Today Bernard Keane writes of a time when politicians treated voters like they actually had half a brain:

“Political discourse was once much more than this. The Hawke, Keating and early Howard governments treated voters, to use Gillard’s praise of Gough Whitlam, like adults, capable of thinking beyond the next five minutes, capable of understanding more complex concepts than the malevolence of a carefully crafted, unAustralian other, capable of supporting economic reform that might have initial costs but would yield long-term benefits.

“Australians were receptive to such discourse, too. The reform wave of the 1980s was coupled with a sense of urgency, that Australia was slipping behind, that it had no choice but to open to the world if it wanted to halt the slide in its economic performance. Paul Keating’s deliberately alarmist “banana republic” line jolted the commentariat and voters and laid the groundwork for further rounds of major reform.  After two decades of economic growth and, now, a vast resources boom, there’s no longer such an accommodating public mood. The job of selling reform is accordingly that much harder.”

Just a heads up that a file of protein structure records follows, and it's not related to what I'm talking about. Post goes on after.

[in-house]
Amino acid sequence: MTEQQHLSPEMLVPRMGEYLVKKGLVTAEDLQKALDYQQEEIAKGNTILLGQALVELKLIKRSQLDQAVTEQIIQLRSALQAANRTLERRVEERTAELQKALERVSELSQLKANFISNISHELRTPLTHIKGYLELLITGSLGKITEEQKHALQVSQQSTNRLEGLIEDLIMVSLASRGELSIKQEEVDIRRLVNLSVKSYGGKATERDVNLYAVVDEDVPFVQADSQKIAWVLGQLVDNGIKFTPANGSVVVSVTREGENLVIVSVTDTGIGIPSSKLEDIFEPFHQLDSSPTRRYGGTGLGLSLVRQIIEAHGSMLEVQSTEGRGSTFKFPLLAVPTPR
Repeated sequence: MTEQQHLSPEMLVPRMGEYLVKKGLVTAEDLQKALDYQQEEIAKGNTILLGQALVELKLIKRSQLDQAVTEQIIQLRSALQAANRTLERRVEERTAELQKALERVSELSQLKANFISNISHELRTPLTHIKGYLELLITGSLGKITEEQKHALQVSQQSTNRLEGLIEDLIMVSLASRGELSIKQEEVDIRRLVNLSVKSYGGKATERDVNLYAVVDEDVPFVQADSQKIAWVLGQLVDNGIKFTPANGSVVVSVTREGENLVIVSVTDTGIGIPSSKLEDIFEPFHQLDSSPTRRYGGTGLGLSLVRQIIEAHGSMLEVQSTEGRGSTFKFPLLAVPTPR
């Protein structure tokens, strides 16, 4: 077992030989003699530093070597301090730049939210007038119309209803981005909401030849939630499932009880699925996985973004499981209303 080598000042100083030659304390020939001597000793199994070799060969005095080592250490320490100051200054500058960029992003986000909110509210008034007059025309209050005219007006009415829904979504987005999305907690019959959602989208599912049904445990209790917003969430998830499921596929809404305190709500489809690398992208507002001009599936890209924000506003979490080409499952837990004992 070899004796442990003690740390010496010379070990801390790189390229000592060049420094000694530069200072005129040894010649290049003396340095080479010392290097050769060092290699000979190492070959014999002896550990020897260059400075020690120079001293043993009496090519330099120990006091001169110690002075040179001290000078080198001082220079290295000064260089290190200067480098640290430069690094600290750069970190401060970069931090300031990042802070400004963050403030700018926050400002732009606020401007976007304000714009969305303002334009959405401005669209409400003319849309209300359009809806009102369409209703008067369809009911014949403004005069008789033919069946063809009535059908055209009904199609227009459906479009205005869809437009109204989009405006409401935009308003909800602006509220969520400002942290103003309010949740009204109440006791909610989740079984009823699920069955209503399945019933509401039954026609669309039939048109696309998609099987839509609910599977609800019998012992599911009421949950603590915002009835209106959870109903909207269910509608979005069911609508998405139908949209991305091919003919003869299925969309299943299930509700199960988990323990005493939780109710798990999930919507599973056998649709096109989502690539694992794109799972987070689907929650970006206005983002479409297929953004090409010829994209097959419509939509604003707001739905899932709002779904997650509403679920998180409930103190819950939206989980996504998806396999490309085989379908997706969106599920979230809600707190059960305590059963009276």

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A romantic notion, these days. But today’s Essential Research questioning centered around the upcoming federal budget confirms the fact again — voters want leadership, they want long-term thinking, and they see through silly sound-bite guarantees. When asked the question:

“Q. Do you think it is more important for the government to return the budget to surplus by 2012-13 as planned — which may mean cutting services and raising taxes — OR should they delay the return to surplus and maintain services and invest in infrastructure?”

Sixty nine per cent answered “delay return to taxes.” And interestingly, that sentiment cut across all parties — 72% Labor,70% Lib/Nat, 72% Greens.

True to say voters of all stripes are united by a fear of higher taxes, but there’s also a common sentiment that there’s more to managing the economy than just the magic S word.

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Peter Fray
Peter Fray
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